14 October 2016
The Berliner Philharmonie (the concert venue for the Berlin Philharmonic Orchestra) stages free weekly lunchtime concerts, now on Tuesdays. This was our second: a trio of cello, bass and vibes. It’s an unusual combination and also an unusual program. Not for the pieces, for they were classical pop hits. But unusual for the arrangements and what seemed like occasional improvisation by all three players and the long medley that made up the first part. I’d expected the first piece, Bach cello suite no.1 G maj Prelude to be played on cello. Instead it started with improv intro, then into bass playing the melody in thumb position with cello counterpoint, then vibes accompaniment through to the final lines on cello played rubato. Then attacca into Grieg with the melody played by cello then bass then cello with bass counterpoint, pizz to arco, then a harmonised melody and a unison ending. Attacca into Sculthorpe from Tailitnama song, obviously Australian to my ears, with urgent summer heat and cello obligato underlying the whole in 3. A break then Bach’s Air on a G string (Orchestral suite 3 mvt.2) played pretty much as I remember from playing it with Maruki. Another break for some words to the audience. Piazzola Libertango with cello improv. Two Vivaldi movements and Satie Gnossienne no.1 including solos from cello, bass and vibes and walking bass (to add to my perplexity, the bass was amplified). All a slightly odd proposition in this location. Then Ortiz Tratado de glosas. I didn’t know this but it’s early (1553) and a lithe then bouncy piece, much enjoyed. Obviously this is a popular program for the masses and masses there were. Seats are reserved for “severely disabled” (not sure I saw too much of that) and others hung over balconies or sat on steps or on the floor or just stood (as we did last time). There’s a rush at noon when the doors open for the 1pm concert. Given seats are reserved, I’m not sure early arrival is worth it. So, nice playing of mostly easy and popular works with a touch of classical jazz, an unexpected pleasure to hear the Sculthorpe and well worth the price.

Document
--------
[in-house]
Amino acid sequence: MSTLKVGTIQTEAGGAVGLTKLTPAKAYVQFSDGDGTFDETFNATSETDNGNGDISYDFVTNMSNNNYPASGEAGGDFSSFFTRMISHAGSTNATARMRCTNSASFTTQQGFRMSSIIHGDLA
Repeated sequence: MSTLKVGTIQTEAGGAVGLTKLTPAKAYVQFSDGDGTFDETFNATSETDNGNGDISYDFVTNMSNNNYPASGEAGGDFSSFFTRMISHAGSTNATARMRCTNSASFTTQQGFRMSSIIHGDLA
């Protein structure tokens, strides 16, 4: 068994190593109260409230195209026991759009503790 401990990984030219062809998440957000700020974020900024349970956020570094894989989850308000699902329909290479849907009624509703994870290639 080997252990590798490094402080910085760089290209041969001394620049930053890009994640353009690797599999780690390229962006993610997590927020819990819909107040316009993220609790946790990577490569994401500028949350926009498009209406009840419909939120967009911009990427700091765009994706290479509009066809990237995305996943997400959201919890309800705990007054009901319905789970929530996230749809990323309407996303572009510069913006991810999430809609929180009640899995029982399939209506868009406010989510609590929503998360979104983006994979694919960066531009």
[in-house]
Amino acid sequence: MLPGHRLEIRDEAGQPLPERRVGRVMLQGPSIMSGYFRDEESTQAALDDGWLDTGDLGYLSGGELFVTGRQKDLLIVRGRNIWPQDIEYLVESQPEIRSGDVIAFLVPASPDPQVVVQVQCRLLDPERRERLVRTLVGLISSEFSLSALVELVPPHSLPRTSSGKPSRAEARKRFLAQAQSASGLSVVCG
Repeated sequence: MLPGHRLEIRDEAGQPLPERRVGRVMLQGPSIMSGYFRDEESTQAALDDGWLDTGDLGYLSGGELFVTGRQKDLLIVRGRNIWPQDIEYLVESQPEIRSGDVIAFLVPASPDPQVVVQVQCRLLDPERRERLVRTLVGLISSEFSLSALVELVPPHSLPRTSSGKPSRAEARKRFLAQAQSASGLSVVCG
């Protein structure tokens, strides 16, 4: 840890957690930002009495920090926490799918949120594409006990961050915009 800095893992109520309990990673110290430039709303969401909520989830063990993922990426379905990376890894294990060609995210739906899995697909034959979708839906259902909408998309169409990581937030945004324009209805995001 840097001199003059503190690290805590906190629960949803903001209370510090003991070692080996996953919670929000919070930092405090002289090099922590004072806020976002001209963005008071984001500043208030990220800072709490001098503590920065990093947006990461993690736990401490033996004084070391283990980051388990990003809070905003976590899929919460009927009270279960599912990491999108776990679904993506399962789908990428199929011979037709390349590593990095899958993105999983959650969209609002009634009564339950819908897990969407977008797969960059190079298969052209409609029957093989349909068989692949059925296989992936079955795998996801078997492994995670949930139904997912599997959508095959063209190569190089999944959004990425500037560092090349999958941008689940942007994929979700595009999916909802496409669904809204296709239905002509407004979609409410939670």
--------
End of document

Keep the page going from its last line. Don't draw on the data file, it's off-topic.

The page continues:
Anna Carewa (viola), Oli Bott (vibraphone) and Janne Saksala (bass) played a lunchtime concert in the Berlin Philharmonie foyer.